Energy, in whatever form, is a key element all civilizations require in order for its citizens to not only grow, but thrive. Since the 1850's, the world (especially North America) has developed and capitalized on the opportunity of nature’s abundant resources. Over time, new tools for the extraction of assorted resources have been created and the ensuing applications have revolutionized the world’s overall quality of life, emphatically typified in the United States of America.
Over the last forty years Dynamic Message Sign (DMS) or Variable Message Sign (VMS) technology for U.S. highways has evolved from mechanically operated florescent dots forming letters to present day color (Light Emitting Diodes) capable of bold, high definition images and text set on static green backgrounds and much more. In the evolution, ITS engineers have meritoriously continued the selection process of size of the sign while abetting MUTCD mandates.
Topics: Dynamic Message Sign design
In the last 40 years, since dynamic messaging signs became an integral part of the U.S. highway’s persona, the industry has gone from flipping mechanically iridescent orange dots to advancing fiber optic designs, and now, LED lighting. With continued advancements in solar due to greater energy efficient design and product with ventilation or cooling systems are no longer necessary. Trending along with LED advancements is the critical need for agencies to maximize their purchasing power while still acquiring ITS devices that truly match their most recent concerns in the field and on paper. As a result agencies are looking towards value versus finding the lowest VMS pricing in contract assessments.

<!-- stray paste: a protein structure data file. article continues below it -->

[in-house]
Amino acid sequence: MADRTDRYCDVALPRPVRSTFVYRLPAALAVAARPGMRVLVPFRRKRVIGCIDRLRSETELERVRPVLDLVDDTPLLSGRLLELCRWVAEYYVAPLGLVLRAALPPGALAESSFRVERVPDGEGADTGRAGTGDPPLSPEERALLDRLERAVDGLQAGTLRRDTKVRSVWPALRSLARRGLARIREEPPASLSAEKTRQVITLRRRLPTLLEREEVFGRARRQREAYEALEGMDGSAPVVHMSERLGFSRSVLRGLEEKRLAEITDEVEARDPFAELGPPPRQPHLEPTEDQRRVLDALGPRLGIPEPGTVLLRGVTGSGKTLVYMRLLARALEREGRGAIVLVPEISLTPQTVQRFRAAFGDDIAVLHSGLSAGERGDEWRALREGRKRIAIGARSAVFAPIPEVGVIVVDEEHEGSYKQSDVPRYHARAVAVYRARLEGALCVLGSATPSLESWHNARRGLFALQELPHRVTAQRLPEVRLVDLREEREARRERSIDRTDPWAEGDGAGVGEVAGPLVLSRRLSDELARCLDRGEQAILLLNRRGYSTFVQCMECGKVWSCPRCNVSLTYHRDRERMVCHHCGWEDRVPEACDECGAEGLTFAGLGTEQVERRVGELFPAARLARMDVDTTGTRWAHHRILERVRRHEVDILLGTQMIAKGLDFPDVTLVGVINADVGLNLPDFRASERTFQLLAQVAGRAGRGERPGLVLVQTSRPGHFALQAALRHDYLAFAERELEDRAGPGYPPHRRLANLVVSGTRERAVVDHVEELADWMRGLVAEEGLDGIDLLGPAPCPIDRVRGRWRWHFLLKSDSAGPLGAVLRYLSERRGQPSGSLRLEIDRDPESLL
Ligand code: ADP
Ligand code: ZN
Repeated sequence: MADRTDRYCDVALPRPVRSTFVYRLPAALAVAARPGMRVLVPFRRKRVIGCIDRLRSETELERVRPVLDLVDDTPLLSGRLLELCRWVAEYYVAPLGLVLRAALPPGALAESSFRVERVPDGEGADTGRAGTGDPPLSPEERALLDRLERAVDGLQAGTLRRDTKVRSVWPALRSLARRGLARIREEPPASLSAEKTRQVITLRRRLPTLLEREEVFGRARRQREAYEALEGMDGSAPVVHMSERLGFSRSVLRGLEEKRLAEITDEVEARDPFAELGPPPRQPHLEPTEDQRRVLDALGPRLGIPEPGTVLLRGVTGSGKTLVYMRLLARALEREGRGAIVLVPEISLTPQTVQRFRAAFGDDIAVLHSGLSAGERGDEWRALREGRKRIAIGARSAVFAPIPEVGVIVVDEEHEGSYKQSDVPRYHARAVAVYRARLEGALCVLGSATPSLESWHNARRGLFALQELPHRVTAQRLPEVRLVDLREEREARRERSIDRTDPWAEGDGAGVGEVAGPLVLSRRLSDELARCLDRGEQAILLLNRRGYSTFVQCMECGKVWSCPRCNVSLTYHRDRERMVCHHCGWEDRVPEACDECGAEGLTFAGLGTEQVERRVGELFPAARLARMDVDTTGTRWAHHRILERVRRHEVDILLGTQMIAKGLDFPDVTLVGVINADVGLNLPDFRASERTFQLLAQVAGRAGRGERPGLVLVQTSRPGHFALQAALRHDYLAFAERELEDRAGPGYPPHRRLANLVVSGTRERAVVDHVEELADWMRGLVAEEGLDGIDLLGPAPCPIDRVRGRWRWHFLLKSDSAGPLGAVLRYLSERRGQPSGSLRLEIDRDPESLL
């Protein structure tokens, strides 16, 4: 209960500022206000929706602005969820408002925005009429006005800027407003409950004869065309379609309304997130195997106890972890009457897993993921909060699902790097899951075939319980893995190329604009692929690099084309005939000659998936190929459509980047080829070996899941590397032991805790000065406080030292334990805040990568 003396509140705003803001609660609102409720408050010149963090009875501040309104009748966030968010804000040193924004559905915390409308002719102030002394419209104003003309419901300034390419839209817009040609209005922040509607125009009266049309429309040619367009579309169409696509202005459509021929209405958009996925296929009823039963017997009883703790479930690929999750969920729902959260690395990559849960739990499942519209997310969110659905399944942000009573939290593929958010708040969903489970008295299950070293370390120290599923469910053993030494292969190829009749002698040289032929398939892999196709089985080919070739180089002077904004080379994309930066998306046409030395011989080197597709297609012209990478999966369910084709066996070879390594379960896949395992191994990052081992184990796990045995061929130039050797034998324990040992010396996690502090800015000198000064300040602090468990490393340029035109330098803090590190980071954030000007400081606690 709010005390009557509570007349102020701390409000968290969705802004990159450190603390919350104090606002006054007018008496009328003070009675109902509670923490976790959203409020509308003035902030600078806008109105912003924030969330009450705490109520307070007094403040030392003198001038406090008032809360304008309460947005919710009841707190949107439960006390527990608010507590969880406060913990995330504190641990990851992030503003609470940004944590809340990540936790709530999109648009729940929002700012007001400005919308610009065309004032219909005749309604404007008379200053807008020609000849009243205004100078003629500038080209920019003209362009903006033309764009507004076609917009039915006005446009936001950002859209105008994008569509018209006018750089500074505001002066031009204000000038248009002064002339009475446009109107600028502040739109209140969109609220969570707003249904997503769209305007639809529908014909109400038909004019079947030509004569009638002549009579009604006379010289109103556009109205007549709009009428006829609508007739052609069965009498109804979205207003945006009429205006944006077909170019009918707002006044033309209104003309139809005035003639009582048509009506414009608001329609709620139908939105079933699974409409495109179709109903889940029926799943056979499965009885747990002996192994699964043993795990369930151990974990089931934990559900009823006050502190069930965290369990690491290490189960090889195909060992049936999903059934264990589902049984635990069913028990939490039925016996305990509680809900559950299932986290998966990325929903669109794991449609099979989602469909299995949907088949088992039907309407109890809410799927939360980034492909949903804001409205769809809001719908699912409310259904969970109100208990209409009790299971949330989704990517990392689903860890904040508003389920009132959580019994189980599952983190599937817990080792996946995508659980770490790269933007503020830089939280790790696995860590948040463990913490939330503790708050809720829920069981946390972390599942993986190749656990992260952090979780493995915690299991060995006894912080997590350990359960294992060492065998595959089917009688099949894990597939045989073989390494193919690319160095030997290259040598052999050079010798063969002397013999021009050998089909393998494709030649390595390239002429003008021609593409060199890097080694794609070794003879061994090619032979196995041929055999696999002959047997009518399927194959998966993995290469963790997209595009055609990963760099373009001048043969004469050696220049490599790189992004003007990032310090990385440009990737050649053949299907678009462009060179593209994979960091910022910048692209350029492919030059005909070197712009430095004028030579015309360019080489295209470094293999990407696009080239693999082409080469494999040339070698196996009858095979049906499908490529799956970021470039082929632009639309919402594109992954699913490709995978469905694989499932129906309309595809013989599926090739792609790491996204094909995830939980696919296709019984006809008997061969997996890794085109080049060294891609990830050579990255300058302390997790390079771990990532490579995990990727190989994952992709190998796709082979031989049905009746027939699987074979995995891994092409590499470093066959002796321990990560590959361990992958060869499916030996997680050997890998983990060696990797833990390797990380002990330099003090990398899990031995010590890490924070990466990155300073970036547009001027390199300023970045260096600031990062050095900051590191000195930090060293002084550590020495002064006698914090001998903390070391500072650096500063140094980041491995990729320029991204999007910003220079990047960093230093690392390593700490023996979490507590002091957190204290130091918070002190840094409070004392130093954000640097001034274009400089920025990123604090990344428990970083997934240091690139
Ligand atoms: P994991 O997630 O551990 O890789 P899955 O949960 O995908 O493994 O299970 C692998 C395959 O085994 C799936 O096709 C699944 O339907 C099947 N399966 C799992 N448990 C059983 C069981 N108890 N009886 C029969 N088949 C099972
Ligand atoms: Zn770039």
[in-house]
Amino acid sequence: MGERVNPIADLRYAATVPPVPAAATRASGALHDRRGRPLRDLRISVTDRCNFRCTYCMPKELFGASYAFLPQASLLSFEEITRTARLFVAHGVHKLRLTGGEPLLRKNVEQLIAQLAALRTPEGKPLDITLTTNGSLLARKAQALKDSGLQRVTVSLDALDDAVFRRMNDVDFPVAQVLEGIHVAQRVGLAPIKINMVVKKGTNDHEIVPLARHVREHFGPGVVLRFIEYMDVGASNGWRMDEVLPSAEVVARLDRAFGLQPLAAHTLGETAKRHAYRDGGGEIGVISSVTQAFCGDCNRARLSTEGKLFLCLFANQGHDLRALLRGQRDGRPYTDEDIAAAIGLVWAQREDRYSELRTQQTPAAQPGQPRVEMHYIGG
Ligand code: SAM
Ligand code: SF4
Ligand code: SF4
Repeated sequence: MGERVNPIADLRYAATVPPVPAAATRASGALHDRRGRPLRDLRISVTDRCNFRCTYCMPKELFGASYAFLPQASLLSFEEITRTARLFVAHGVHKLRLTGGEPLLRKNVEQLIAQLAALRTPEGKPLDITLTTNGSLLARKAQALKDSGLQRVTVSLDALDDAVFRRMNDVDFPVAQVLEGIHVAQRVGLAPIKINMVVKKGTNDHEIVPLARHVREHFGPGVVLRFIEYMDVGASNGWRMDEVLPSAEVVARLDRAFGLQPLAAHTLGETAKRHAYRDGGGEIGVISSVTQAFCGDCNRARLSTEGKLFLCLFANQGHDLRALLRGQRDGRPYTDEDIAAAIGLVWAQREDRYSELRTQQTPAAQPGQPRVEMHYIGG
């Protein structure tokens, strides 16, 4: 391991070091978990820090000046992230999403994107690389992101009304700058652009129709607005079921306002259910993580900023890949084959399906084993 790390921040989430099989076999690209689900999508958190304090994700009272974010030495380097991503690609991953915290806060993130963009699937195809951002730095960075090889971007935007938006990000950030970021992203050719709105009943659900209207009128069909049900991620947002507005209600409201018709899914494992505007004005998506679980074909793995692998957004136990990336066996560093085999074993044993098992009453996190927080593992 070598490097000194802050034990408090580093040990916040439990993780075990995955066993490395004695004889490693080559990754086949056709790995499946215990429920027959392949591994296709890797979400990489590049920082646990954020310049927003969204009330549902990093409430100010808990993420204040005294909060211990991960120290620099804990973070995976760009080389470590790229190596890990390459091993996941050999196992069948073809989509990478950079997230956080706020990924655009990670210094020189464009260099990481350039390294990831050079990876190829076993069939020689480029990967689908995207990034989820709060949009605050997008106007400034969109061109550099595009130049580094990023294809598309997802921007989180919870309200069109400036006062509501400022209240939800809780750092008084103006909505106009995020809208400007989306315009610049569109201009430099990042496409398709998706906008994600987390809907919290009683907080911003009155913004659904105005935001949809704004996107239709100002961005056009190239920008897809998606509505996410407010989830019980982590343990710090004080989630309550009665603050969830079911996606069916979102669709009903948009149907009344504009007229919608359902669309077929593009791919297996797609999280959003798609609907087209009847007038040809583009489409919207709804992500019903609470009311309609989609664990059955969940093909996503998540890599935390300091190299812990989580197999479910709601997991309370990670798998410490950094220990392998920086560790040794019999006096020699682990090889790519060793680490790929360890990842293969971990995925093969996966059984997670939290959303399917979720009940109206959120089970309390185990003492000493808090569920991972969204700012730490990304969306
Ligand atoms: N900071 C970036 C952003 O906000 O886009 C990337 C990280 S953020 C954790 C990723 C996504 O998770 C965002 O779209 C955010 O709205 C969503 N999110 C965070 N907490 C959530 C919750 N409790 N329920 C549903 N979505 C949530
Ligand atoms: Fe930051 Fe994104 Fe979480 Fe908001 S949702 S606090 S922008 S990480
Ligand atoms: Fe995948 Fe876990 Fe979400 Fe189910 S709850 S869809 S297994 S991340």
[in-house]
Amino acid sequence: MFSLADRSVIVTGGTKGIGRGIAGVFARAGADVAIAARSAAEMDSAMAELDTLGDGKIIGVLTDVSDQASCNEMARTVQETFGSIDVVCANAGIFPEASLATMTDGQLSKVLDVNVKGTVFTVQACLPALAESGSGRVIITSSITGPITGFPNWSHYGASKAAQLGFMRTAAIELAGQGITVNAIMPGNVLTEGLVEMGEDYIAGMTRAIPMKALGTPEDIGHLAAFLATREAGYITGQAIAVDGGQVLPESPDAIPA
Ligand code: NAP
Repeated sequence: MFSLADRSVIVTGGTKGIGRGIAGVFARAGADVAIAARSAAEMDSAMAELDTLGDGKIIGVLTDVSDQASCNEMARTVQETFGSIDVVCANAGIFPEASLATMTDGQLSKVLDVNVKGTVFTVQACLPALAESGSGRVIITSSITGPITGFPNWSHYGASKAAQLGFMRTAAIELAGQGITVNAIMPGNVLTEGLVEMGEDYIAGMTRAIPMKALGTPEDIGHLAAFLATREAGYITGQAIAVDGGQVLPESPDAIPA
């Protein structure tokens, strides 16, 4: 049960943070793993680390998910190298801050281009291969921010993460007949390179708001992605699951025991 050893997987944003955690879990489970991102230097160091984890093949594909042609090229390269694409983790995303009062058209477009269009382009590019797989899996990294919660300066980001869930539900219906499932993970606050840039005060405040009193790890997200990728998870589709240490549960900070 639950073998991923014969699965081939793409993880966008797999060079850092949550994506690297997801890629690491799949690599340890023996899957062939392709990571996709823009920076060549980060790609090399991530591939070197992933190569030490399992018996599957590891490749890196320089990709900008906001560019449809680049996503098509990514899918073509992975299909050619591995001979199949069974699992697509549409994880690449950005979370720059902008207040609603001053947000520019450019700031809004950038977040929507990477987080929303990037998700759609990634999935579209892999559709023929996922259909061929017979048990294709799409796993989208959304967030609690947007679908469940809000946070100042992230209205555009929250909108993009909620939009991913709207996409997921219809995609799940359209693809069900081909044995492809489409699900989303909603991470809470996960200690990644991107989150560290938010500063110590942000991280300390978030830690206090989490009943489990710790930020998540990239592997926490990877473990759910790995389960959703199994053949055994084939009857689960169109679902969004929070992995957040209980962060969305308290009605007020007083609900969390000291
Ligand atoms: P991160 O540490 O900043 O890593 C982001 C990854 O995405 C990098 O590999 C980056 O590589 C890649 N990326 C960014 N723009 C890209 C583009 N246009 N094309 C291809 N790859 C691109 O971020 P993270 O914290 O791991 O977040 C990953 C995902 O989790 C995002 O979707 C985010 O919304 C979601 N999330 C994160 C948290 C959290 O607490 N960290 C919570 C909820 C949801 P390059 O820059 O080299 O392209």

Topics: Grid-Powered DMS
Over Memorial Day Weekend, several states made headlines when mobile DMS were hacked. These temporary construction warning signs on the highway displayed hacked messages ranging from political statements, to “Party Hardy Yall!”. A week later, another sign was hacked that displayed a comment referencing the recent Cincinnati Zoo gorilla incident. While these altered messages may serve as harmless entertainment for daily commuters, tampering with these signs are problematic and a dangerous display of recklessness. With regards to the later, traffic operations professionals are challenged with life or death consequences - funny it is not.